- especially in the bathroom - while they “get active” in the evening to inhabit the space. Evoking the soil and the mineral, this floor allows an escape and a daydream.



A concrete floor poured on site, one of the flagship materials of the young architect, links the two floors and elegantly supports the different atmospheres of the project. Upstairs, there are rooms and hosts another atmosphere: intimacy and travel.



Through this dichotomy of the highlighted floors, the two desires of the client were revealed and stimulated. On this floor Jordan Weisberg has almost kept the original distribution of the apartment, apart from the opening with a second French window to give additional access to
the large terrace and create a veranda effect to this room that extends the outdoor pergola. With these different universes intertwined, the boundaries between inner and outer and between reality and chimeras gradually fade away. On this last level we find a palette of colors sometimes evoking the Negev desert or via the patchwork of colors of the facades of Tel Aviv; but there’s also Moroccan or Mexican influences. On this floor, we go from yellow to red, crossing the orange, then purple meets the burgundy and finally the turquoise
and green surprise us to bring us gently to the blue.


Jordan adds, ‘For the studio’s first project in Tel Aviv, I wanted to work locally. This will is reflected in our choice of materials and in various collaborations with artisans from the Florentine neighbourhood, especially for the coated walls, the work on the woods, the shell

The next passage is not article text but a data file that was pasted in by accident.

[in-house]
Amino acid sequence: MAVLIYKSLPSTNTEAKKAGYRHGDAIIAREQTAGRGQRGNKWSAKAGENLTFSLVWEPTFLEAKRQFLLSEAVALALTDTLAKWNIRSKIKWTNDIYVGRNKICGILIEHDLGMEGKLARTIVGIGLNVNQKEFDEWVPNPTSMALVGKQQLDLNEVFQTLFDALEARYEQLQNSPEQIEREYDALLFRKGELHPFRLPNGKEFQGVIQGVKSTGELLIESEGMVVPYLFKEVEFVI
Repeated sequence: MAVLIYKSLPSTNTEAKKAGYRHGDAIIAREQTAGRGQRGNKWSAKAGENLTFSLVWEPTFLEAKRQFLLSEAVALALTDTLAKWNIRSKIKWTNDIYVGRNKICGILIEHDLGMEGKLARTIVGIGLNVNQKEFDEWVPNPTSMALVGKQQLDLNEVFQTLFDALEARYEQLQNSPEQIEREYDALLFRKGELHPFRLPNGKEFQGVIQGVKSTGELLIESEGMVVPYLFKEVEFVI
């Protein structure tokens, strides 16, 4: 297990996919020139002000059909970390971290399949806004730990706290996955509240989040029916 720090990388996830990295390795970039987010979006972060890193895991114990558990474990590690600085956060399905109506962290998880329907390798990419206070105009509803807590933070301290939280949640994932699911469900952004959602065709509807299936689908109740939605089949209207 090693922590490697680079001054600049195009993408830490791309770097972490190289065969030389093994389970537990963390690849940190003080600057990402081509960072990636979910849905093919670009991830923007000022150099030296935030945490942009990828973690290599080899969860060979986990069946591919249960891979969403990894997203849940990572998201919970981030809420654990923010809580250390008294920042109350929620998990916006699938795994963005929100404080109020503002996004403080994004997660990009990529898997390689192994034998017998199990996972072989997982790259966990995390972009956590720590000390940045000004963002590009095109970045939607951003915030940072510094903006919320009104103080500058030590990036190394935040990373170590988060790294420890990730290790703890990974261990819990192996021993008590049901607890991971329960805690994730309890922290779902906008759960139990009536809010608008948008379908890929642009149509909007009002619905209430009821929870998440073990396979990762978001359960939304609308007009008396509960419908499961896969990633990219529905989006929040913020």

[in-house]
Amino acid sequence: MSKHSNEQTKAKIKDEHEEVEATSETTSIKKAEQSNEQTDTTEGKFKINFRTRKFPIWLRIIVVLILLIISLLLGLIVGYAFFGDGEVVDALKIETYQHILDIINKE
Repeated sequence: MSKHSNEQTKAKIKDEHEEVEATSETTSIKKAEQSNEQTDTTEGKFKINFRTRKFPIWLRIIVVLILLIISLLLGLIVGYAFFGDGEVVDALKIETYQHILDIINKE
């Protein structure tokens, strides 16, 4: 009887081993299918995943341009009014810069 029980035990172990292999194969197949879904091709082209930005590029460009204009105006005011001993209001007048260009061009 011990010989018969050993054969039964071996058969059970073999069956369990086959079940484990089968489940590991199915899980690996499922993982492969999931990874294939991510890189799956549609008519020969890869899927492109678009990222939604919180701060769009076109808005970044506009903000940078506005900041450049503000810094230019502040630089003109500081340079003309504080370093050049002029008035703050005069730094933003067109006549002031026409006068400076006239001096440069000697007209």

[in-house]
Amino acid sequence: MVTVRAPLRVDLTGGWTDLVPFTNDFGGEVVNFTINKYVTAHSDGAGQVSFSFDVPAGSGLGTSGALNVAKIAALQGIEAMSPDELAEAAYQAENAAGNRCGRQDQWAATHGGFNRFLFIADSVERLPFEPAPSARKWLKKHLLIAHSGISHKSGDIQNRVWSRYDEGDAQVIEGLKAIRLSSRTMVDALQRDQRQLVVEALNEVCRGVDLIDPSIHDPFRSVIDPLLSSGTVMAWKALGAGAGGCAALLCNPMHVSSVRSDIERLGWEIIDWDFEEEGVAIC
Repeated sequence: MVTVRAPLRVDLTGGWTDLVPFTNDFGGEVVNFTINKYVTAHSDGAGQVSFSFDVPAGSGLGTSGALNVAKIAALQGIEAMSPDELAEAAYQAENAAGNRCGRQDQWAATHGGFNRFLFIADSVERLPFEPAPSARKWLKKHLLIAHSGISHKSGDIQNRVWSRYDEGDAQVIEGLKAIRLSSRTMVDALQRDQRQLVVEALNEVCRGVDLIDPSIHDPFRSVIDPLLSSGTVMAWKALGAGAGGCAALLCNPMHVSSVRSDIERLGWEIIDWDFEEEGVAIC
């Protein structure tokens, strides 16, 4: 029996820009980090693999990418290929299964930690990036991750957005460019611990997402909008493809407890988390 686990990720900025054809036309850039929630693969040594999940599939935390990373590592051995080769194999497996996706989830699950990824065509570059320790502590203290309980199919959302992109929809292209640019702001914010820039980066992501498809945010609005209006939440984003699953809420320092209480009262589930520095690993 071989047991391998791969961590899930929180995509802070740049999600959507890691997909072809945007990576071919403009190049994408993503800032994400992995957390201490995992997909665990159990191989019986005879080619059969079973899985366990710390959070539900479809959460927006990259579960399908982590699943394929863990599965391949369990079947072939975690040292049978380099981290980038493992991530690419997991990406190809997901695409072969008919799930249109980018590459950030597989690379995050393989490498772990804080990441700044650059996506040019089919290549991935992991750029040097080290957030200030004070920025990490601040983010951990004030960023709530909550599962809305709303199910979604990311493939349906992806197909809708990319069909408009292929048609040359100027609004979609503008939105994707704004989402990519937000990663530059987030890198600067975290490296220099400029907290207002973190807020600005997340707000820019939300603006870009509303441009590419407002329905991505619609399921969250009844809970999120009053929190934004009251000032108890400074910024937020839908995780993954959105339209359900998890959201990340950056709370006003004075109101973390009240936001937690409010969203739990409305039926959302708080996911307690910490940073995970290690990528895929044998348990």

suspensions, and the bamboo ceiling; but also on the creation of custom-made elements specifically designed within the studio, such as lamps, wooden furniture, aluminum windows, kitchen furniture or the exterior bamboo shutters.'


Over the entire project, it’s the contribution of colour that structures and binds the fragmented volumes and make the spaces shimmering, green, colourful, surprising and refreshing.



Just like for the BLITZ, a restaurant delivered in Paris in 2018, the JWA studio looked for dialogue with the place, the materials, the forms: a curve responds to a straight line, the softness of a shape meets to the roughness of a solid material. The Florentine project presents again a perfect balance between a line, a curve and a solid - a singular harmony refined and mineral allying brutality and softness, which has become the signature of the studio JWA.

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    Like for most of Jordan Weisberg’s projects, the Florentine project began with a meeting and a mutual connexion with the client. After various conversations, moodboards and sharings, the client and the architect arrived at a unique breakdown of the volumes for a new partition of the spaces with an enhancement of the dichotomy of the two apartment floors. The apartment, a duplex, is composed of two floors of approximately 40m ² each and a terrace of 25m ². It’s located in...